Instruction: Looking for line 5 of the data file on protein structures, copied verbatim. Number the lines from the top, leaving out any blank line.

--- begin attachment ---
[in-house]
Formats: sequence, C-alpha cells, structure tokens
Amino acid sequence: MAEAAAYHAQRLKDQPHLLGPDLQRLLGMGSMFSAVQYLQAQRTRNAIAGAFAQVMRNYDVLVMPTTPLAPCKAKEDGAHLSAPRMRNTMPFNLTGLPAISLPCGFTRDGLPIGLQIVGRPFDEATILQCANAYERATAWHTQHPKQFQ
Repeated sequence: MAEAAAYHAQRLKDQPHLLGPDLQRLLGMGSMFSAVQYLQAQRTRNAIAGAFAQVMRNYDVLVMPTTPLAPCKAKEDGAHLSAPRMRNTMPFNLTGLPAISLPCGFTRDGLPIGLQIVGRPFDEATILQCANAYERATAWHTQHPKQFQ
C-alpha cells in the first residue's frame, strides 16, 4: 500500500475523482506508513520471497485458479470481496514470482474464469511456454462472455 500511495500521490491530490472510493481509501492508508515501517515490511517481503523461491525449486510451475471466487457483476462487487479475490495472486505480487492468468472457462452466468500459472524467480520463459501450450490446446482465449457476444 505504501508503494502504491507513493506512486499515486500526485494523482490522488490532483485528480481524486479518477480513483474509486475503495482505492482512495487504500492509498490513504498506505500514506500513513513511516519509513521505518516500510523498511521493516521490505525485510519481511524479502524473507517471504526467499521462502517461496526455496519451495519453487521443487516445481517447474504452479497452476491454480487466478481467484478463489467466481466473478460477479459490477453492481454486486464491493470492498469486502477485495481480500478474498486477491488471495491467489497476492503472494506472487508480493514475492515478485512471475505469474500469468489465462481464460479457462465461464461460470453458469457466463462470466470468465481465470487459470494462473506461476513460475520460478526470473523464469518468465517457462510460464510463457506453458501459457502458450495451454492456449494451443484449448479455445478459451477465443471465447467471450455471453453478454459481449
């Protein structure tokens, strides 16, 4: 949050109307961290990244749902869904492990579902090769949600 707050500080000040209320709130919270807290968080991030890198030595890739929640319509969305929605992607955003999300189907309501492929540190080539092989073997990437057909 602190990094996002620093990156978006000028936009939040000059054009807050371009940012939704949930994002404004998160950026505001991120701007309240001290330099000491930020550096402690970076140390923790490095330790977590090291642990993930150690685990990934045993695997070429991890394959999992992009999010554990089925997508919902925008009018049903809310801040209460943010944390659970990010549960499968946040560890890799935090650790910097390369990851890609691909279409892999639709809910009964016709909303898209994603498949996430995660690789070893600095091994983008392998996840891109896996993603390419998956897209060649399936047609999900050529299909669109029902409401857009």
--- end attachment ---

C-alpha cells in the first residue's frame, strides 16, 4: 500500500475523482506508513520471497485458479470481496514470482474464469511456454462472455 500511495500521490491530490472510493481509501492508508515501517515490511517481503523461491525449486510451475471466487457483476462487487479475490495472486505480487492468468472457462452466468500459472524467480520463459501450450490446446482465449457476444 505504501508503494502504491507513493506512486499515486500526485494523482490522488490532483485528480481524486479518477480513483474509486475503495482505492482512495487504500492509498490513504498506505500514506500513513513511516519509513521505518516500510523498511521493516521490505525485510519481511524479502524473507517471504526467499521462502517461496526455496519451495519453487521443487516445481517447474504452479497452476491454480487466478481467484478463489467466481466473478460477479459490477453492481454486486464491493470492498469486502477485495481480500478474498486477491488471495491467489497476492503472494506472487508480493514475492515478485512471475505469474500469468489465462481464460479457462465461464461460470453458469457466463462470466470468465481465470487459470494462473506461476513460475520460478526470473523464469518468465517457462510460464510463457506453458501459457502458450495451454492456449494451443484449448479455445478459451477465443471465447467471450455471453453478454459481449